In a placebo controlled, double blind crossover study, increasing doses of natural progesterone was given orally to six men and four postmenopausal women with mild to moderate hypertension who were not receiving any other antihypertensive drugs. Compared to before treatment values and to placebo, progesterone caused a significant reduction in blood pressure, suggesting that progesterone has an antihypertensive action rather than a hypertensive one as has been previously thought. The authors suggest this protective effect of progesterone should be investigated further.

Posted in Cardiovascular, Menopausal Symptoms, Progesterone Tagged with: , , ,

Menopausal hormone replacement therapy with continuous daily oral micronized estradiol and progesterone.

Authors: Hargrove JT, Maxson WS, Wentz AC, Burnett LS.

Publication Year: 1989

Citation: Obstet Gynecol 1989; 73( 4):606-12.

Fifteen menopausal subjects were studied to determine the efficacy and safety of hormone replacement therapy with micronized estradiol (E2) and progesterone. Ten subjects were given 0.7-E2 (1.05 mg daily) and progesterone (200-300 mg daily) and evaluated over one year at month 0, 1, 3, 6 and 12. Five subjects were administered conjugated estrogens (0.625mg daily) and medroxyprogesterone acetate (10 mg daily) and evaluated at the same intervals. Results showed all 10 women on E2 and progesterone had a decrease in total cholesterol with an increase in HDLs and sustained amenorrhea with no endometrial hyperplasia or withdrawal bleeding after six months of observation. Four of five women in the conjugated estrogen group continued to have withdrawal bleeding without endometrial hyperplasia. HDLs also increased in this group but no significant change in total cholesterol was found.

Posted in Cardiovascular, Estrogens, Formulations, Menopausal Symptoms, Progesterone Tagged with: , , , , , ,

Low-dose progesterone therapy in oestrogenised postmenopausal women: effects on plasma lipids, lipoproteins and liver function parameters.

Authors: Bolaji II, Grimes H, Mortimer G, Tallon DF, Fottrell PF, O’Dwyer EM.

Publication Year: 1993

Citation: Eur J Obstet Gynecol Reprod Biol 1993;48(1):61-8.

This 12 month prospective, open, non-comparative study measured the effects of progesterone (oral micronized 100mg/day) paired with 0.625 mg conjugated equine estrogens (CEE) and found progesterone had no adverse effects on the lipid profile when combined with CEE. This lack of effect differs from other studies that noted adverse effects on lipid profiles when synthetic progestins were utilized with CEE.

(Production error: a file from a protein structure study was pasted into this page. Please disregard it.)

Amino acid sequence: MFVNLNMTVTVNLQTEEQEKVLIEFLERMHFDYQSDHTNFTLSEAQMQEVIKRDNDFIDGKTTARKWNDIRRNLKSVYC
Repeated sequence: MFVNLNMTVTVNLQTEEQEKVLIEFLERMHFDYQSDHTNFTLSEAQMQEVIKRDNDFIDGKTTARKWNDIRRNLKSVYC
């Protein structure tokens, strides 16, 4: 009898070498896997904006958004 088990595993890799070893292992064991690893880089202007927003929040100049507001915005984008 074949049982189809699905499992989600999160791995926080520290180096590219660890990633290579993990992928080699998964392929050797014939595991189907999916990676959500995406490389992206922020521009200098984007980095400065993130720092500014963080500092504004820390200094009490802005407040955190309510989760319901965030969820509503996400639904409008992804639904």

Posted in Cardiovascular, Estrogens, Formulations, Menopausal Symptoms, Progesterone, Safety Tagged with: , , , , , , ,

Subfractions of high-density lipoprotein cholesterol during estrogen replacement therapy: A comparison between progestogens and natural progesterone.

Authors: Ottosson UB, Johansson BG, von Schoultz B.

Publication Year: 1985

Citation: Am J Obstet Gynecol 1985;151(6):746-50.

Fifty-eight postmenopausal women were followed with respect to subfractions of high-density lipoprotein during 3 cycles of unopposed estrogen. The women received either levonorgestrel, medroxyprogesterone acetate, or natural progesterone during the last ten days of the treatment period. Both progestogens significantly lowered HDL cholesterol, whereas natural progesterone had no effect on HDL levels.

Posted in Cardiovascular, Estrogens, Formulations, Menopausal Symptoms, Progesterone, Progestin, Safety Tagged with: , , , , , , , ,

Ovarian steroid protection against coronary artery hyperreactivity in rhesus monkeys.

Authors: Minshall RD, Stanczyk FZ, Miyagawa K, Uchida B, Axthelm M, Novy M, Hermsmeyer K.

Publication Year: 1998

Citation: J Clin Endocrinol Metab 1998; 83(2):649-59.

Medroxyprogesterone acetate, but not natural progesterone, negated the protective effects of estradiol against coronary artery hyperreactivity.

Posted in Cardiovascular, Menopausal Symptoms, Progesterone, Progestin, Safety Tagged with: , , , , ,